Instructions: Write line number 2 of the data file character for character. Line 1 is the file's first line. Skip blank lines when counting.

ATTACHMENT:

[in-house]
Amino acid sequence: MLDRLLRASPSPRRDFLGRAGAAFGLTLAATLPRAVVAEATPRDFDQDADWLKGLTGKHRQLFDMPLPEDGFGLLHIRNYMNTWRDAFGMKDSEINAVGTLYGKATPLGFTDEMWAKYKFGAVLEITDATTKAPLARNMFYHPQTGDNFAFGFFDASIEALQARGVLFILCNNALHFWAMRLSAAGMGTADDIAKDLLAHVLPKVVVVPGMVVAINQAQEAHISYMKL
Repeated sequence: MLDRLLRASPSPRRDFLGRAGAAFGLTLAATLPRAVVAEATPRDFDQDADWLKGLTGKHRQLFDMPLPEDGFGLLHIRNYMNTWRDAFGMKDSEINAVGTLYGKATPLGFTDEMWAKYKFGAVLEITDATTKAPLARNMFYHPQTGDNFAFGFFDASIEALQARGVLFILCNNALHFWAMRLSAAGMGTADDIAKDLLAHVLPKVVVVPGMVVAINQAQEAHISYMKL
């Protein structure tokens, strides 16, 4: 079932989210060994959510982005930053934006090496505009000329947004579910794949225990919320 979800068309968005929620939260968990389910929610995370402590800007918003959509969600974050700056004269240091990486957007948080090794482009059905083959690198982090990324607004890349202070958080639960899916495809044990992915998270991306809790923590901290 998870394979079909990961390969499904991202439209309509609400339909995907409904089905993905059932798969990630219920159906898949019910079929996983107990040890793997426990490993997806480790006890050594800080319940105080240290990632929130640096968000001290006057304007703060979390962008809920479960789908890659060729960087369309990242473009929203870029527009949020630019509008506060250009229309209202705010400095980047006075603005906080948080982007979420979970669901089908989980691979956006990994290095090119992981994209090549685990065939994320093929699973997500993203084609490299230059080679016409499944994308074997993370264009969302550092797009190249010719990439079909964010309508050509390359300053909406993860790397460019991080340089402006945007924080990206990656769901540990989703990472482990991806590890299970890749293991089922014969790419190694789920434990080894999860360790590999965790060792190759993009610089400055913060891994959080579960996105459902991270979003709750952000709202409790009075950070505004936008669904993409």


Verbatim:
Amino acid sequence: MLDRLLRASPSPRRDFLGRAGAAFGLTLAATLPRAVVAEATPRDFDQDADWLKGLTGKHRQLFDMPLPEDGFGLLHIRNYMNTWRDAFGMKDSEINAVGTLYGKATPLGFTDEMWAKYKFGAVLEITDATTKAPLARNMFYHPQTGDNFAFGFFDASIEALQARGVLFILCNNALHFWAMRLSAAGMGTADDIAKDLLAHVLPKVVVVPGMVVAINQAQEAHISYMKL